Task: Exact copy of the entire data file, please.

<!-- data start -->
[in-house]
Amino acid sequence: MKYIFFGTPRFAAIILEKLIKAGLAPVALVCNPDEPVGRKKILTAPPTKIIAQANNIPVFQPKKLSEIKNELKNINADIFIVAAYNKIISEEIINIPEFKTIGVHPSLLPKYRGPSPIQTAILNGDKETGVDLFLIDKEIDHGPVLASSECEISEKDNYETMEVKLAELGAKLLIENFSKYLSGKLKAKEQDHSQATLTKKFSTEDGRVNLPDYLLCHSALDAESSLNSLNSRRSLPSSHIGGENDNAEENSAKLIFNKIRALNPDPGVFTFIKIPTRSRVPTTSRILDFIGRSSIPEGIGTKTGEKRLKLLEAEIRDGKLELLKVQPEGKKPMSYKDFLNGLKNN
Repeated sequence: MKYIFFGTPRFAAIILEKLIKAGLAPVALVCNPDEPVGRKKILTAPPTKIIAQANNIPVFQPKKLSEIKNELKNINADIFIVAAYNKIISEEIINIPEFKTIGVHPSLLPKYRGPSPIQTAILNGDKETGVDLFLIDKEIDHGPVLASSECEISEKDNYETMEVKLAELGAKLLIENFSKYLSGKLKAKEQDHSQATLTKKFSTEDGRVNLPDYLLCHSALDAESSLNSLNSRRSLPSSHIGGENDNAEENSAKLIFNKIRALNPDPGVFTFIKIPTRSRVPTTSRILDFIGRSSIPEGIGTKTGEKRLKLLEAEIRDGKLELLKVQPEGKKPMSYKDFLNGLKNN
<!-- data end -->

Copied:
[in-house]
Amino acid sequence: MKYIFFGTPRFAAIILEKLIKAGLAPVALVCNPDEPVGRKKILTAPPTKIIAQANNIPVFQPKKLSEIKNELKNINADIFIVAAYNKIISEEIINIPEFKTIGVHPSLLPKYRGPSPIQTAILNGDKETGVDLFLIDKEIDHGPVLASSECEISEKDNYETMEVKLAELGAKLLIENFSKYLSGKLKAKEQDHSQATLTKKFSTEDGRVNLPDYLLCHSALDAESSLNSLNSRRSLPSSHIGGENDNAEENSAKLIFNKIRALNPDPGVFTFIKIPTRSRVPTTSRILDFIGRSSIPEGIGTKTGEKRLKLLEAEIRDGKLELLKVQPEGKKPMSYKDFLNGLKNN
Repeated sequence: MKYIFFGTPRFAAIILEKLIKAGLAPVALVCNPDEPVGRKKILTAPPTKIIAQANNIPVFQPKKLSEIKNELKNINADIFIVAAYNKIISEEIINIPEFKTIGVHPSLLPKYRGPSPIQTAILNGDKETGVDLFLIDKEIDHGPVLASSECEISEKDNYETMEVKLAELGAKLLIENFSKYLSGKLKAKEQDHSQATLTKKFSTEDGRVNLPDYLLCHSALDAESSLNSLNSRRSLPSSHIGGENDNAEENSAKLIFNKIRALNPDPGVFTFIKIPTRSRVPTTSRILDFIGRSSIPEGIGTKTGEKRLKLLEAEIRDGKLELLKVQPEGKKPMSYKDFLNGLKNN